Second, it helps to rule out browser related issues. If you are having problems in one browser and not another, then you know there is something going on with your browser or its settings. If you are having the same problem in multiple browsers, then you’ll know that it is either a system issue or something related to Blackboard.

Contact ict@learninginstitute.co.uk for more guidance on downloading alternative browsers.

 

Technical specifications

If your current ICT equipment is not adequate, or you are choosing to purchase a new laptop to use during your studies, here are our recommended technical specifications.

Activity 2 - Meet your course leader 

FdA Early Years Professional - Suzy Bell

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FdA Inclusive Education - Mel Feek

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FdA Learning and Education - John Butcher

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FdSc Mental Health and Wellbeing of Children and Young People

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Activity 3 - Writing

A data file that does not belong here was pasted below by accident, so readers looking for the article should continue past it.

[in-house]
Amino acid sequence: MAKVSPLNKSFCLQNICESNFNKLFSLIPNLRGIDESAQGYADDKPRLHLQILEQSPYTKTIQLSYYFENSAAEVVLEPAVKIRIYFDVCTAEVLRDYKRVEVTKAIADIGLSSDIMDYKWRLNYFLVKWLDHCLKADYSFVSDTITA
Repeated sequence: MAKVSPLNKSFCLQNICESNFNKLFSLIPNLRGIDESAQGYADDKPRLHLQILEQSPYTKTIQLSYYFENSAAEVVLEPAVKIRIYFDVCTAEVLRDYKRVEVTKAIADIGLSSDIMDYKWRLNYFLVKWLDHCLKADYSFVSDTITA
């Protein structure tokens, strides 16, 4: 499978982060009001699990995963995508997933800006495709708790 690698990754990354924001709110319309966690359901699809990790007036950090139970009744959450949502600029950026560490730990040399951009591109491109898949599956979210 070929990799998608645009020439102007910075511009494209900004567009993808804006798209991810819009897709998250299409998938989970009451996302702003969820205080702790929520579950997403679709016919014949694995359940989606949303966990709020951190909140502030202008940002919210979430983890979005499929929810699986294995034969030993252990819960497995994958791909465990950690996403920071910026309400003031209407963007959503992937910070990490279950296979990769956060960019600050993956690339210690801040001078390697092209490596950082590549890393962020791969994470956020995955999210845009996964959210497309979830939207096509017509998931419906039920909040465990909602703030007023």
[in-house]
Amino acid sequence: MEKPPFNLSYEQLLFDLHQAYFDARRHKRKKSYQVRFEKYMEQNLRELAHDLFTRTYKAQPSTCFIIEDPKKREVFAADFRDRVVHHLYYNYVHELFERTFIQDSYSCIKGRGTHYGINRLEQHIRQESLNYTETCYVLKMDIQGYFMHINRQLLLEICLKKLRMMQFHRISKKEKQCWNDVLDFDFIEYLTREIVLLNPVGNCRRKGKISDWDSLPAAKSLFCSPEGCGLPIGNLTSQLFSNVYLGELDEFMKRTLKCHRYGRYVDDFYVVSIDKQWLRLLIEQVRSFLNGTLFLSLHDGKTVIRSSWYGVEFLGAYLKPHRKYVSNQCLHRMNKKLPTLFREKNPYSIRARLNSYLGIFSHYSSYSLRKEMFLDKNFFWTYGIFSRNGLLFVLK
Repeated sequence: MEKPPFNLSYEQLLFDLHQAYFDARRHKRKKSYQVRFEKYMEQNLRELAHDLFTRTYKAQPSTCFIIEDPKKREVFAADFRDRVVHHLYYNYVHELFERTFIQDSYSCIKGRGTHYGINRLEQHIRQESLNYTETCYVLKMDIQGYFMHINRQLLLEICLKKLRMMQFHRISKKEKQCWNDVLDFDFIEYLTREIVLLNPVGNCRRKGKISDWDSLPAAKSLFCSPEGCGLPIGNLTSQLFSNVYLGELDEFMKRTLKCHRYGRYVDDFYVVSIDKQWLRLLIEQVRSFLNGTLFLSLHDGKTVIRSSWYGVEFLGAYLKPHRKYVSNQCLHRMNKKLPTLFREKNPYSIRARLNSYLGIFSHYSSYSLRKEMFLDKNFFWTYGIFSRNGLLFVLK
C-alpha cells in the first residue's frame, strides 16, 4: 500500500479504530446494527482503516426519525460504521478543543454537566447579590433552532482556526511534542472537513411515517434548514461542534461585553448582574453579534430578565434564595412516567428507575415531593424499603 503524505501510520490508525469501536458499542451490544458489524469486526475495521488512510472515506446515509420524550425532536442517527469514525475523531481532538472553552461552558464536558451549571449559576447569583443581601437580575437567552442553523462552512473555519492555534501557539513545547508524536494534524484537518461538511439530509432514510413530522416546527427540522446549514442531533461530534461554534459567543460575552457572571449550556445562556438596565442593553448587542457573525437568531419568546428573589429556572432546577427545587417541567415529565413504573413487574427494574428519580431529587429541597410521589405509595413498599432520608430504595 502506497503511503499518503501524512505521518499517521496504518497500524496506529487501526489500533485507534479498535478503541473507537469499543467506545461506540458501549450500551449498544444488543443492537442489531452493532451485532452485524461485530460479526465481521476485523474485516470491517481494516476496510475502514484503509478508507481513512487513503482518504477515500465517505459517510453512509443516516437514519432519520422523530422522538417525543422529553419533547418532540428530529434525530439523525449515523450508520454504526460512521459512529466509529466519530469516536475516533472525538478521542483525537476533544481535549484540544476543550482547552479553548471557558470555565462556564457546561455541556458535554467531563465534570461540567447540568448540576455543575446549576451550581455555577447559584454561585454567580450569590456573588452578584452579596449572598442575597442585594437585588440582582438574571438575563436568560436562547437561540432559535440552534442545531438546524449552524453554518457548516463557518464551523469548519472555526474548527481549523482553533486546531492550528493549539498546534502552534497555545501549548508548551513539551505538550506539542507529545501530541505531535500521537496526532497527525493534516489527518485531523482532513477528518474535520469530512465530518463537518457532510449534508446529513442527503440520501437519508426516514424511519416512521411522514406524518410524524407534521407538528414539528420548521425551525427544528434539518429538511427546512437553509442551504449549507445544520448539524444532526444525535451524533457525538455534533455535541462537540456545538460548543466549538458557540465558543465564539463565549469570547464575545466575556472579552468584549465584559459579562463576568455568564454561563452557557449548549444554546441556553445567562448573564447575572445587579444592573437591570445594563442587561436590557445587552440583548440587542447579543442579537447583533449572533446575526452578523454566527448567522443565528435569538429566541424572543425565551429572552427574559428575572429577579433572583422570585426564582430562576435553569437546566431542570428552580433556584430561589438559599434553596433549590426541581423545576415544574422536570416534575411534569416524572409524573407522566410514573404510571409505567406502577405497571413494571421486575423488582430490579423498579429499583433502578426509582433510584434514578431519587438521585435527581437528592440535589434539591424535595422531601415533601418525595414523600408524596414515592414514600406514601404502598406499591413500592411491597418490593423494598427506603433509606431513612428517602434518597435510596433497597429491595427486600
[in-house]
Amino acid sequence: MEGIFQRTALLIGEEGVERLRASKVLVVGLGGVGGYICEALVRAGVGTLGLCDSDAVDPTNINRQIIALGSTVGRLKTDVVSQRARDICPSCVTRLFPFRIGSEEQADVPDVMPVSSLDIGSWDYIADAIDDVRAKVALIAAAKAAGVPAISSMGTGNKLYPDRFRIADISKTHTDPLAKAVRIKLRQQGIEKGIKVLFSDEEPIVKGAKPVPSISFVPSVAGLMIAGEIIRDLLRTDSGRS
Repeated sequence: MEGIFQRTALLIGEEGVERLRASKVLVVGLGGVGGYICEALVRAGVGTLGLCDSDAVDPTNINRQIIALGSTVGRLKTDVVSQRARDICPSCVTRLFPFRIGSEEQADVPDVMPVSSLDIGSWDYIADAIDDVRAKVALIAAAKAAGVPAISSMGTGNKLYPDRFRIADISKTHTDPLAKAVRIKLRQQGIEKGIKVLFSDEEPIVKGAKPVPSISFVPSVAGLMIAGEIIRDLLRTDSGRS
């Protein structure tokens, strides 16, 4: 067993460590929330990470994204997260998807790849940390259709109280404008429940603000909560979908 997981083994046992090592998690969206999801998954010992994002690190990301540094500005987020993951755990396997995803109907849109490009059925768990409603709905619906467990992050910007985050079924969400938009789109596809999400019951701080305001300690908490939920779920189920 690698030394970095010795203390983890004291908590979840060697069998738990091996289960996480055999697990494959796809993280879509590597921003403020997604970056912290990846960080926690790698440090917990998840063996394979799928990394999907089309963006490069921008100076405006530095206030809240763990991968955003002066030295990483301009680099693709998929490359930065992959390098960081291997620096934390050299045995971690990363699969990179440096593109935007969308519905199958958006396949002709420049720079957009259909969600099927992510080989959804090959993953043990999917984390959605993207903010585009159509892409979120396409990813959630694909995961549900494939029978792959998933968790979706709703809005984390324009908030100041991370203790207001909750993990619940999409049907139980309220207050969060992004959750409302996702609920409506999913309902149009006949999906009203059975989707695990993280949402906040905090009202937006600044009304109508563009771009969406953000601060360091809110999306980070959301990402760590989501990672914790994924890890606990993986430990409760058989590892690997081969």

Writing a paragraph

Write a single paragraph, with a word limit of 250 words or less, about something related to your work place, which you believe has a positive impact on the babies/children/young people/adults that you work with.

e.g. the use of visits to support education or wellbeing

You will be asked to email this to your personal academic tutor (PAT) before the first taught session, so please ensure that you have saved this paragraph in a Word document.  Please use Arial, font size 12, with double line spacing, and save the file with the filename structured as follows:

FDLI1001 - Surname, First name

e.g. FDLI1001 - Bloggs, Joseph

Activity 4 - Reading 

Task 4a: The study skills handbook by Stella Cottrell

To support your studies, you will be asked to purchase key texts throughout your foundation degree. There will be a reading list for each module, which will contain details of books and other resources that can be accessed via the University of Worcester online library.  It will also detail any titles that you will need to buy.